What are the things you need to know about working in Poland?
1. Finding a job
3. General Employment Rules
4. Polish SSS
When conducting an overseas job search in the Philippines, you may stumble upon job openings in Poland. For those looking to working in Poland, it’s best to know some detailed information about Poland and what it’s like to work there. Here’s everything you need to know about working in Poland.
Finding a Job
If you plan on working in Poland, finding a job using an online overseas job search in the Philippines, is as simple as 1, 2, 3. You may be surprised to find a handful of career opportunities in Poland. But if the internet is not your favored platform for job searches, you may visit Polish employment agencies or the Polish Labor Office in the Philippines to inquire about jobs in Poland.
You may be surprised to find dozens of job opportunities in Poland from companies such as IBM, AirHelp, Citi, Credit Suisse, Volvo, and Avon. When you apply for a job in Poland, usually the first round of the job selection process is holding an interview over the phone or via Skype. In some cases, the final interview may be held in Poland, meaning you have to travel overseas for the company you applied to undergo the final step of application.
Before you migrate to Poland, here are a few things you need to know about the taxation in Poland. All residents and citizens are required to pay for income taxes. Overseas workers who have lived in Poland for over 183 days within the tax year will be taxed based on their global income. You may be exempted from income taxes if you work as a representative for a foreign country.
General Employment Rules
The Polish law states that an employee must accomplish at least 40 hours of duty within 5 working days. This applies for full-time employees in almost every workplace and company in Poland. Of course, there are also paid leaves and obligatory days off from work. These may vary depending on the company you work for, but typically, obligatory days off amount to a total of 13 days.
Some companies are open to allowing their employees to work under flexible hours. Many employers in Poland offer flexible working hours. That means you can start work anytime during the day for a different amount of time spent at work. As long as you finish working for 40 hours in 5 days. Some companies allow employees to work from Monday to Thursday, spending 10 hours a day and working for 5 days, allowing them to start the weekend early. Of course, all of this must be discussed with the boss or team leader.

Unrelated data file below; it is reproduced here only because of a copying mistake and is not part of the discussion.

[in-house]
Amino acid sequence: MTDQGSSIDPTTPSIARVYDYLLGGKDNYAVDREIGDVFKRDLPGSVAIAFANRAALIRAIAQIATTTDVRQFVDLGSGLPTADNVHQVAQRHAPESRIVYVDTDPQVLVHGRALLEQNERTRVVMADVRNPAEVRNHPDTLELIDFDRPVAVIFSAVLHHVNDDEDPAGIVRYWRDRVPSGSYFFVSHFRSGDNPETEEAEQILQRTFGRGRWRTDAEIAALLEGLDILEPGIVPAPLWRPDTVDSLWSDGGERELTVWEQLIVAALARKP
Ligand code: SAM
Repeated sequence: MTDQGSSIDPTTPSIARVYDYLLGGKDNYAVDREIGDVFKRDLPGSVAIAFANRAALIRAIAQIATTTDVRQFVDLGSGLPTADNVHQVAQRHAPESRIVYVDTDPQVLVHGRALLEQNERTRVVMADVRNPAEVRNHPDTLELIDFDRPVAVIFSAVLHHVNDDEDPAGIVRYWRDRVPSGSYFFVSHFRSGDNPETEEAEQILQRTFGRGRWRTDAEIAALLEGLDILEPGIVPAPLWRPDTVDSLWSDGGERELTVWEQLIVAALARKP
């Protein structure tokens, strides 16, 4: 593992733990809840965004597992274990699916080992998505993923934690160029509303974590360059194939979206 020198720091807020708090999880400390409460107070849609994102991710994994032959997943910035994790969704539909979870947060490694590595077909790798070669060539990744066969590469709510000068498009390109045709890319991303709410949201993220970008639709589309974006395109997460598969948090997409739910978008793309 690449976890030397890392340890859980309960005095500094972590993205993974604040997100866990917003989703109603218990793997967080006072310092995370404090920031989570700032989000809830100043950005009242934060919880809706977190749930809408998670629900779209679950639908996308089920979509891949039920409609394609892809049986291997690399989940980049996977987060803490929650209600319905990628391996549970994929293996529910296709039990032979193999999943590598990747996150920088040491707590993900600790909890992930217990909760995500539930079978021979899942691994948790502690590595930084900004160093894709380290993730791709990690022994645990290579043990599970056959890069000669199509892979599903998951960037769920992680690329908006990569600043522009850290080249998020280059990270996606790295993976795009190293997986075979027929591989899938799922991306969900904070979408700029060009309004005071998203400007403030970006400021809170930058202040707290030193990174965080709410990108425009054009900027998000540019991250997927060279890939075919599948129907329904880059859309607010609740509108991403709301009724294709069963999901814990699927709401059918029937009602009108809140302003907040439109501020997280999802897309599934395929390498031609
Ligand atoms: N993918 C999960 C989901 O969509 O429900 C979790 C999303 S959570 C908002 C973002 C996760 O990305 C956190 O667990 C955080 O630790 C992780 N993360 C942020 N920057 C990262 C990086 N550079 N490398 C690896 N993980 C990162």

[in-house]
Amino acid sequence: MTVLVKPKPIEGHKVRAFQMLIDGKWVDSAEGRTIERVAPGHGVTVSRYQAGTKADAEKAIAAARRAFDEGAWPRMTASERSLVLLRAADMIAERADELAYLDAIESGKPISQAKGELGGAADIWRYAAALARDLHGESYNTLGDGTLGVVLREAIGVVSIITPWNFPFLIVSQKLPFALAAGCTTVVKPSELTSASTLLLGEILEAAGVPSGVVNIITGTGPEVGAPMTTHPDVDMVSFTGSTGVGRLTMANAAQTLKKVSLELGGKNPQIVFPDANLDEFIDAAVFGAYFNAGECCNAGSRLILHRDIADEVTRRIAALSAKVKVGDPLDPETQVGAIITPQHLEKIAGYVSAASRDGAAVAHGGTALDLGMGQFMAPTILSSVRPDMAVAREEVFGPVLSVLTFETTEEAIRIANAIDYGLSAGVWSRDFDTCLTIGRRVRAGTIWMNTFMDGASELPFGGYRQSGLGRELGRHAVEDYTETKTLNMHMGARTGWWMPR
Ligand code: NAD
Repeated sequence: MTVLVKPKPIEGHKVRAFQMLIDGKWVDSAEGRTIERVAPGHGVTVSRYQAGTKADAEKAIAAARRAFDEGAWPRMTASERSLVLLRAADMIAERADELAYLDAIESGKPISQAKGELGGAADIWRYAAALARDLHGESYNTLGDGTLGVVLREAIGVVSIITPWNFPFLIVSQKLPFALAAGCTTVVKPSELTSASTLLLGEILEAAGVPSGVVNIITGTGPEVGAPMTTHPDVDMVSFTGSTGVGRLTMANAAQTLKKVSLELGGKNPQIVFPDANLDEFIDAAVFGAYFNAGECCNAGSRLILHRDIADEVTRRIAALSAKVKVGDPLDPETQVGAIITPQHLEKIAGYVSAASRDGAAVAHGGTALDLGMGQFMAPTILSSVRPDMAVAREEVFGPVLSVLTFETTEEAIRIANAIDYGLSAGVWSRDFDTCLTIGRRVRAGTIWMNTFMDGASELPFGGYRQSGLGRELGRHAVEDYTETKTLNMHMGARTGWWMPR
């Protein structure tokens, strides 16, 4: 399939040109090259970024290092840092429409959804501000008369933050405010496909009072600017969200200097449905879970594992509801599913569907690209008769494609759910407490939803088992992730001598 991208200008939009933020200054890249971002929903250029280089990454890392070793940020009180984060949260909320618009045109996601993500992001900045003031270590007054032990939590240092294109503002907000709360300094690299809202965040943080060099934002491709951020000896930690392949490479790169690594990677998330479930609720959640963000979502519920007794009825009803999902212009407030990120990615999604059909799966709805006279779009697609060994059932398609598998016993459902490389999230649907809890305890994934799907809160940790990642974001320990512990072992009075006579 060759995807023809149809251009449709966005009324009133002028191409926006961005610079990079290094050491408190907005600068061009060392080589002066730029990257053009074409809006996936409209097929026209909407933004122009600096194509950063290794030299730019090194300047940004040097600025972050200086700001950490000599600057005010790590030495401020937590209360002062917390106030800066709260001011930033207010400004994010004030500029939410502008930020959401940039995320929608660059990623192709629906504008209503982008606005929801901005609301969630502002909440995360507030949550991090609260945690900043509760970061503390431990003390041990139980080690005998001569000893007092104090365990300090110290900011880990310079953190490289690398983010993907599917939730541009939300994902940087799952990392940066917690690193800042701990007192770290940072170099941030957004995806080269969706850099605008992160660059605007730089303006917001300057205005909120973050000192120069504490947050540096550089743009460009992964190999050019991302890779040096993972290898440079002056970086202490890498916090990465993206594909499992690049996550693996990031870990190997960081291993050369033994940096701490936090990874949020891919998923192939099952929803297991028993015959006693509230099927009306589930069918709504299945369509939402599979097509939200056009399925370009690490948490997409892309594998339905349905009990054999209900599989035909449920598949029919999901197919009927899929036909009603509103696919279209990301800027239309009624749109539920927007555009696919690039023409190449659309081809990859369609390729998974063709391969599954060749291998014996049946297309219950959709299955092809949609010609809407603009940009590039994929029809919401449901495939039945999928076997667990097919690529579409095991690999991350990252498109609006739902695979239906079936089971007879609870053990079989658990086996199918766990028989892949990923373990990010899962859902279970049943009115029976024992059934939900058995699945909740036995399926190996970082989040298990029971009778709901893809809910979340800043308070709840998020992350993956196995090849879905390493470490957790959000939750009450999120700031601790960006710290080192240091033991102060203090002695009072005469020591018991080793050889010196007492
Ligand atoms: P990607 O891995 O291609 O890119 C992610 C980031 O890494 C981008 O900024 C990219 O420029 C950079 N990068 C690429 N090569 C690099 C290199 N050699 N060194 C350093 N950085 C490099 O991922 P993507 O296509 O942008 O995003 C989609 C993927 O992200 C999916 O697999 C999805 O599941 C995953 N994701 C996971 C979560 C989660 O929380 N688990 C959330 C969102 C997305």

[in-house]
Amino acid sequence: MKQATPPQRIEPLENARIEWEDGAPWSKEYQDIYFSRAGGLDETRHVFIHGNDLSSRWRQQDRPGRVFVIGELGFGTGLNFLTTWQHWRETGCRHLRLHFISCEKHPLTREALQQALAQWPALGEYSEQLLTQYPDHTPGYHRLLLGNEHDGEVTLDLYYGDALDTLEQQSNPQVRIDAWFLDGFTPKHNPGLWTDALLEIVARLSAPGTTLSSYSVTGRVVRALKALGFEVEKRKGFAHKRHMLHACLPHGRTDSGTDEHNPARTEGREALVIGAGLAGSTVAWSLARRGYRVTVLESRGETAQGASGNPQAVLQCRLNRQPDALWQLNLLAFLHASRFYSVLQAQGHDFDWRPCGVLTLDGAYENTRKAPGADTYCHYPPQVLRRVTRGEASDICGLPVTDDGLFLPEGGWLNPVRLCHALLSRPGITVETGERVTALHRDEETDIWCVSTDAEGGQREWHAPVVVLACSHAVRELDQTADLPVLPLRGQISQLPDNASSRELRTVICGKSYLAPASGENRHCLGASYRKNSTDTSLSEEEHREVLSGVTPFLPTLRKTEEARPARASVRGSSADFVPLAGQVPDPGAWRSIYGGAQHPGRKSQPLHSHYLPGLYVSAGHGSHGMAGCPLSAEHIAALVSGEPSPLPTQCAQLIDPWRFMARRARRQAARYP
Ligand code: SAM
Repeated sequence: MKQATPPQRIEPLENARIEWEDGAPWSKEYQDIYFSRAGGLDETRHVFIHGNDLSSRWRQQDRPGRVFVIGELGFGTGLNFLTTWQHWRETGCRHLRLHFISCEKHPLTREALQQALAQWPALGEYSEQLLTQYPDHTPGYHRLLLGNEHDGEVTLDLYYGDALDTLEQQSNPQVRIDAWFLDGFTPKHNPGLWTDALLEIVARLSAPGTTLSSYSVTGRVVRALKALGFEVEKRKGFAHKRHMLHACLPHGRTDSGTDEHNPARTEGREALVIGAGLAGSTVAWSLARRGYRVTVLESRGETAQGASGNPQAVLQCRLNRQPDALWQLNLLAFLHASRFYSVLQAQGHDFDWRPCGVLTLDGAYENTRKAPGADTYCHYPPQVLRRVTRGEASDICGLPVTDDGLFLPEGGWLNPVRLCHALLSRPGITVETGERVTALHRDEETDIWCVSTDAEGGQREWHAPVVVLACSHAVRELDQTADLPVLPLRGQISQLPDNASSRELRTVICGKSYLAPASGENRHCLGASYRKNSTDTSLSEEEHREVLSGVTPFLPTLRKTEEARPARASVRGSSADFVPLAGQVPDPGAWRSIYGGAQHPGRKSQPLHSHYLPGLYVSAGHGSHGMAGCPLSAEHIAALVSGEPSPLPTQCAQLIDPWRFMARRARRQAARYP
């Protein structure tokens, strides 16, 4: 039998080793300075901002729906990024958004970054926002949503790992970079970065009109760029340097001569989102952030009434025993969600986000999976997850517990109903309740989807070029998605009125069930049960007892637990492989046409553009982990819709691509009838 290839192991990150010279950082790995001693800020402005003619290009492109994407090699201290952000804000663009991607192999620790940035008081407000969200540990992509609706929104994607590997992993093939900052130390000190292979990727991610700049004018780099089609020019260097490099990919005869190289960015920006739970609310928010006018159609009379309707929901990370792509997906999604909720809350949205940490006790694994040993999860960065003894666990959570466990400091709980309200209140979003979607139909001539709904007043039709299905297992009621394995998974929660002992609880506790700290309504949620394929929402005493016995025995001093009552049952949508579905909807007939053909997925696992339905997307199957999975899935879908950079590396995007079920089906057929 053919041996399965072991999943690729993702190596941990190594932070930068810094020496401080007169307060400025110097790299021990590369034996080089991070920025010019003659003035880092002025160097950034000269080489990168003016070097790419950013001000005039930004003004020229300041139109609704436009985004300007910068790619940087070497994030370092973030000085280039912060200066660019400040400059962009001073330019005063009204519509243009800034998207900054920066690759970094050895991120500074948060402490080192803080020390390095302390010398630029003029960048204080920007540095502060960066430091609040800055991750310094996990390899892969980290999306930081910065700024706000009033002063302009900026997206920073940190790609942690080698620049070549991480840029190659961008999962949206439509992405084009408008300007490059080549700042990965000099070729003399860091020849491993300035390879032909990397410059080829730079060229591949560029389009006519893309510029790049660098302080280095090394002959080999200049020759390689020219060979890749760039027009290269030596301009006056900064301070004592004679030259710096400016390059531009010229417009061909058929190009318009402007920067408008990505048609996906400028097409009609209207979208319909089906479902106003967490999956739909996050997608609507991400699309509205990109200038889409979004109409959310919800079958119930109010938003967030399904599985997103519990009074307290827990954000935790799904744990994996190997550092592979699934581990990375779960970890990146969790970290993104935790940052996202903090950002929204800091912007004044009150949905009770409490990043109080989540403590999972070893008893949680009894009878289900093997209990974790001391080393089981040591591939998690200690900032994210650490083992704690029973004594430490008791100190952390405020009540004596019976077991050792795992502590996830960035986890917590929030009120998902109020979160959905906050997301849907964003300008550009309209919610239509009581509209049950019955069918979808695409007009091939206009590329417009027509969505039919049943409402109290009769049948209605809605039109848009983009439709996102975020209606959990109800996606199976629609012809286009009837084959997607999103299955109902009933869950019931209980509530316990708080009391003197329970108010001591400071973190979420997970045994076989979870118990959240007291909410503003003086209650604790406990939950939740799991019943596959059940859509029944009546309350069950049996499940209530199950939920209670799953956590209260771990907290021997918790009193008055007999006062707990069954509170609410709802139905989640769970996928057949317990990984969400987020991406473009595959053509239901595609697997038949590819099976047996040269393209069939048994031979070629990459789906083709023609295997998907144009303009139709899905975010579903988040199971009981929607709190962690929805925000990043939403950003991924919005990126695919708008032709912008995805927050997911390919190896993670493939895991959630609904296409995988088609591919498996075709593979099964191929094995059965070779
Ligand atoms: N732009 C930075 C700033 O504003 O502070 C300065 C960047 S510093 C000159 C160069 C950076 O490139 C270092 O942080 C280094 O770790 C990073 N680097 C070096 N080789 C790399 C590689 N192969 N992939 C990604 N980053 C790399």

Every working Polish citizen is indebted to contribute to the Polish social security system. The Polish social security system encompasses disability, sickness, age, and accident insurance. Every contributor, despite country of origin, may qualify to receive the benefits of Polish nationals.
In cases of illnesses, 80% of your average income will be received by the employee for the first 33 days of their sick leave. This will be provided for by the individual’s employer. After the 33 days, the Polish social security system will provide the employee with a sickness allowance at his/her average income for 80% for each day of his/her absence.
As standard, Polish companies and workplaces have an obligatory 15-minute paid break every day. It’s good to note that this only applies if your work involves working for more than 6 hours a day. Those who works less than 6 hours a day don’t have a 15 minute paid break during working hours.
Polish labor law also allows workers to have a 60-minute break. But this 60-minute break is unpaid and will not be counted as working hours. That means that taking a 60-minute break in the office will require you to spend another hour to accomplish your assigned working hours.
Polish companies pay for workers who work overtime. If you are asked by your employer to work for more hours than what your contract states, you should be paid for the extra hours you have worked for. The details about your overtime pay will be discussed by your employer and will be stated in your contract. It is illegal to ask a pregnant employee to work overtime.
In Poland, their currency is called z?oty. It is abbreviated as zl or PLN. They do not use Euro’s despite being a member of the European Union. Although some places such as hotels and certain restaurants may accept Euro’s. But to prepare yourself, convert your money into z?oty, not Euros.
These are the basics and a few important things you need to know about working in Poland. It’s a beautiful country with dozens of opportunities. It’s always best to stay updated and informed about the things you need to know in order to adapt with ease. These tips can help you be prepared and avoid being surprised by things you should’ve known before entering and working in Poland.